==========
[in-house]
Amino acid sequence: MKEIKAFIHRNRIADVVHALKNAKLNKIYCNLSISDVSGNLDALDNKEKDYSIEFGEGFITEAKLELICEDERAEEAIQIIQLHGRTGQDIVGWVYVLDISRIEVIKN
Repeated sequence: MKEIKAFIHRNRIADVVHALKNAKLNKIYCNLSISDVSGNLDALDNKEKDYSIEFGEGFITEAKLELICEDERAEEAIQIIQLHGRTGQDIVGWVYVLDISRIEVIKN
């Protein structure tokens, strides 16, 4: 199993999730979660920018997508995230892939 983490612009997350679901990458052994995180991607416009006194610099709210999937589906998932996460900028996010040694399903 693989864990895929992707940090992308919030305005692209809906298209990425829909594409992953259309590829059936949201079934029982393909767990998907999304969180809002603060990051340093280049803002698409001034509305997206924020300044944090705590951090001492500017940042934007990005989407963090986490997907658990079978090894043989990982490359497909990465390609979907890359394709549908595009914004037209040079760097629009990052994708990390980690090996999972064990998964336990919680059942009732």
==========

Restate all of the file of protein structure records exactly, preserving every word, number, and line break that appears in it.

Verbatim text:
[in-house]
Amino acid sequence: MKEIKAFIHRNRIADVVHALKNAKLNKIYCNLSISDVSGNLDALDNKEKDYSIEFGEGFITEAKLELICEDERAEEAIQIIQLHGRTGQDIVGWVYVLDISRIEVIKN
Repeated sequence: MKEIKAFIHRNRIADVVHALKNAKLNKIYCNLSISDVSGNLDALDNKEKDYSIEFGEGFITEAKLELICEDERAEEAIQIIQLHGRTGQDIVGWVYVLDISRIEVIKN
């Protein structure tokens, strides 16, 4: 199993999730979660920018997508995230892939 983490612009997350679901990458052994995180991607416009006194610099709210999937589906998932996460900028996010040694399903 693989864990895929992707940090992308919030305005692209809906298209990425829909594409992953259309590829059936949201079934029982393909767990998907999304969180809002603060990051340093280049803002698409001034509305997206924020300044944090705590951090001492500017940042934007990005989407963090986490997907658990079978090894043989990982490359497909990465390609979907890359394709549908595009914004037209040079760097629009990052994708990390980690090996999972064990998964336990919680059942009732």